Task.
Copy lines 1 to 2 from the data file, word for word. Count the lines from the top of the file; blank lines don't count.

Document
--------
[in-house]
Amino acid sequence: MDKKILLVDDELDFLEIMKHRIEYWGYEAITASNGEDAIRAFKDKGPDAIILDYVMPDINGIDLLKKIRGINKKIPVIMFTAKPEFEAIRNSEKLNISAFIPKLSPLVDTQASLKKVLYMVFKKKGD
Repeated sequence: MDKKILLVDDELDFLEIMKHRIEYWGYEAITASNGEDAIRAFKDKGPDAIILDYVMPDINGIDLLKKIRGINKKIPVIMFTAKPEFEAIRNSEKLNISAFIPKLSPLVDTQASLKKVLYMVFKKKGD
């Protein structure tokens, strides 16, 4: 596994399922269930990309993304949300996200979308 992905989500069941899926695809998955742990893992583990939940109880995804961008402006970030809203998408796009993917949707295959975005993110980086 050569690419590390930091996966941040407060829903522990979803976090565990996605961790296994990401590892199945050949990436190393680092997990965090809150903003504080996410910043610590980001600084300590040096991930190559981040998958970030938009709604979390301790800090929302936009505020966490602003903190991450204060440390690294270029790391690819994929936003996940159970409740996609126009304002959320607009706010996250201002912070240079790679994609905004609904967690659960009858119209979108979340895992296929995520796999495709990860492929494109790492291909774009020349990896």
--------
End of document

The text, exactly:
[in-house]
Amino acid sequence: MDKKILLVDDELDFLEIMKHRIEYWGYEAITASNGEDAIRAFKDKGPDAIILDYVMPDINGIDLLKKIRGINKKIPVIMFTAKPEFEAIRNSEKLNISAFIPKLSPLVDTQASLKKVLYMVFKKKGD